The power of RDB$DB_Key

Posted by on in Programming

I was recently make aware of an undocumented feature that's been in InterBase for more than 2 decades. It's the fact that every row in every table has a unique identifier. I think it is best thought of as a Raw Record position. This field is called RDB$DB_KEY. RDB$DB_KEY is an array of 16 bytes. Array's are handled differently with different drivers so you have to cautious about how you use this data type. However, RDB$DB_KEY provides the fastest access to uniquely identify a row in a table, so could have some unique applications. In fact, it's used by some our drivers today.

It should be noted the using RDB$KEY is singularly an InterBase concept. So by using it you are uniquely tying yourself to InterBase. I think that in most cases it is best used by drivers, which are tied to InterBase anyway. Also, because it is not documented, you are not promised a lifetime of usage. However, because there are drivers that use it today, it is not likely to go away any time soon.

Because RDB$DB_Key is a Raw Record position, it's value could theoretically could change between transactions and will almost certainly change after a backup and restore. So, you should only depend on it's values in the context of the current transaction.

Let's look at a couple simple examples. First, let's use the employee sample database included with InterBase. Say, I execute the following in isql:

select rdb$db_key, country.* from country;

What I get is:

RDB$DB_KEY       COUNTRY         CURRENCY
================ =============== ==========

0000008000000001 USA             Dollar
0000008000000002 England         Pound
0000008000000003 Canada          CdnDlr
0000008000000004 Switzerland     SFranc
0000008000000005 Japan           Yen
0000008000000006 Italy           Euro
0000008000000007 France          Euro
0000008000000008 Germany         Euro
0000008000000009 Australia       ADollar
000000800000000A Hong Kong       HKDollar
000000800000000B Netherlands     Euro
000000800000000C Belgium         Euro
000000800000000D Austria         Euro
000000800000000E Fiji            FDollar

Note that in the select statement you have include the table name alias when referring to the table. Not doing so will result in an error.

Now, you might think that the following would select the first row:

select * from country where rdb$db_key='0000008000000001'

However, it will not as RDB$DB_KEY is not a CHAR or a VARCHAR field. What isql is displaying is how an array of bytes is displayed, which comes out in hex.

Now consider that the country table has a primary key of country. What most drivers do is query for the primary key, then issue a where clause based on it for any updates or deletes. So, if the USA Dollar were to become the USA Whamo, most drivers would do this:

update country set currency='Whamo' where country='USA';

However, what would be more efficient is if the RDB$DB_KEY value was used instead. In this case, the driver would store the RDB$DB_Key value into a variable when the row was fetched, then use a parameterized query for the update. For example, something like:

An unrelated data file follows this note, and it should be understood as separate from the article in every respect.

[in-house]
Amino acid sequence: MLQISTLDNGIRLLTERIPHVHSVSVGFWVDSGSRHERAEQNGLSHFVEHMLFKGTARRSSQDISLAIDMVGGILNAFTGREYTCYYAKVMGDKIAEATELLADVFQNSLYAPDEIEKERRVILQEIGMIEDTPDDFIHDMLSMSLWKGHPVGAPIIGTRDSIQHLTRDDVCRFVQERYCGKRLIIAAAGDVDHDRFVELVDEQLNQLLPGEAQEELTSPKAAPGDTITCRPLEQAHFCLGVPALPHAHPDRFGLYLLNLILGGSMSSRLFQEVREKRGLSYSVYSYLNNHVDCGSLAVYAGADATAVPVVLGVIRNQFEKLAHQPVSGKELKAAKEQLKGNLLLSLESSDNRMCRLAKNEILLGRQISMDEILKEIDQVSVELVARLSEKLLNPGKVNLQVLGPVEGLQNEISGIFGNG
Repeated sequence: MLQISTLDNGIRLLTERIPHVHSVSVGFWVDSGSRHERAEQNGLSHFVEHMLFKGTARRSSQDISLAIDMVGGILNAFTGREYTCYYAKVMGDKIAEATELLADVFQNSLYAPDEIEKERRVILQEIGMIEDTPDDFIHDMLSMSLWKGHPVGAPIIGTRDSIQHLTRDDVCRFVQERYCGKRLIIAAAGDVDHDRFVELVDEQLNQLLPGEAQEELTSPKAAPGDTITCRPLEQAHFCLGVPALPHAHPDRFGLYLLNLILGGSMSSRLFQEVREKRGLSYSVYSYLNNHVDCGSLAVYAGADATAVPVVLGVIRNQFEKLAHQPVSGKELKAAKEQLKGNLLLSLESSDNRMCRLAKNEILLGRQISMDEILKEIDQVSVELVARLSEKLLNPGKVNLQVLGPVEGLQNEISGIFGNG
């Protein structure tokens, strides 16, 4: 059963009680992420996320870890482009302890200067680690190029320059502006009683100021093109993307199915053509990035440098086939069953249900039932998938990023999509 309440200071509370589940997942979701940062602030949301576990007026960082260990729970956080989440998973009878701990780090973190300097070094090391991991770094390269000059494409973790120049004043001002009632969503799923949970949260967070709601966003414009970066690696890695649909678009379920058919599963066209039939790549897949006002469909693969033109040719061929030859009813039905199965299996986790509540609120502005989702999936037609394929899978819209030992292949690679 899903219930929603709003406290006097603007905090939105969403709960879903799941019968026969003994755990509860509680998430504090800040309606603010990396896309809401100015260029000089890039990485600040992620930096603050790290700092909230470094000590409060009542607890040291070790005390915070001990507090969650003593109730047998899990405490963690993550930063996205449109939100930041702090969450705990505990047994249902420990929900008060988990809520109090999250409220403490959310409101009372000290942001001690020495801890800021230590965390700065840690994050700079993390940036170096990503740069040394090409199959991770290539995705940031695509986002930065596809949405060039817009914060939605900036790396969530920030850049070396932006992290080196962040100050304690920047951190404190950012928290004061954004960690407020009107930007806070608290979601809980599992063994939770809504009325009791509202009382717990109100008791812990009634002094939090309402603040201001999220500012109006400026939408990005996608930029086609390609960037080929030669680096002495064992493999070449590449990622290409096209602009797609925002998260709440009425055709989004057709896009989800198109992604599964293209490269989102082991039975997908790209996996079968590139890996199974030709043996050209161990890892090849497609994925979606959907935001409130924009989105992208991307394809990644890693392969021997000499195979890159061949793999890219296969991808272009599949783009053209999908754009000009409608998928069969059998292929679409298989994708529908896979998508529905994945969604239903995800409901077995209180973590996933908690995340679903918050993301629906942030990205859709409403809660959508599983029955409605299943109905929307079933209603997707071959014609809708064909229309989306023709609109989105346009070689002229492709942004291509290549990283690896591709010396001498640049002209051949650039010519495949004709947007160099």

update country set currency='Whamo' where rsb$db_key=:key

Now, let's consider a table with no key. Let's say you did this:

create table somenames (thename varchar(10));
insert into somenames values ('Quinn');
insert into somenames values ('Quinn');
insert into somenames values ('Quinn');

Now, I don't know why you would want to do this, but that's a different matter. However, with straight SQL, there is no way to update or delete just 1 or 2 of these rows. However, if you have access RDB$KEY you can. If you try this example with IBConsole you should note that individual rows can be deleted, thereby showing that IBConsole uses RBD$DB_KEY when it does a delete.

Next, let's consider a query with multiple tables in it. As you might expect, you can access the RDB$DB_KEY value from each table. For example:

select a.rdb$db_key, b.rdb$db_key, last_name, old_salary, new_salary
from employee a inner join salary_history b on a.emp_no=b.emp_no
where change_date='12/20/2012' rows 1;

returns

RDB$DB_KEY                      0000008300000013
RDB$DB_KEY                      0000008700000027
LAST_NAME                       Steadman
OLD_SALARY                      120000.00
NEW_SALARY                      116100.0000000000

Next, let's consider a view.  Views get a RDB$DB_KEY value that is a combination of all tables in the view. So:

create view test1 as
select last_name, old_salary, new_salary
from employee a inner join salary_history b on a.emp_no=b.emp_no
where change_date='12/20/2012';

select rdb$db_key, test1.* from test1 rows 1;

results in:

RDB$DB_KEY                      00000087000000270000008300000013
LAST_NAME                       Steadman
OLD_SALARY                      120000.00
NEW_SALARY                      116100.0000000000

 



About
Gold User, Rank: 35, Points: 77
Support guy since 3/18/85. It was dBASE II/III back then.

Comments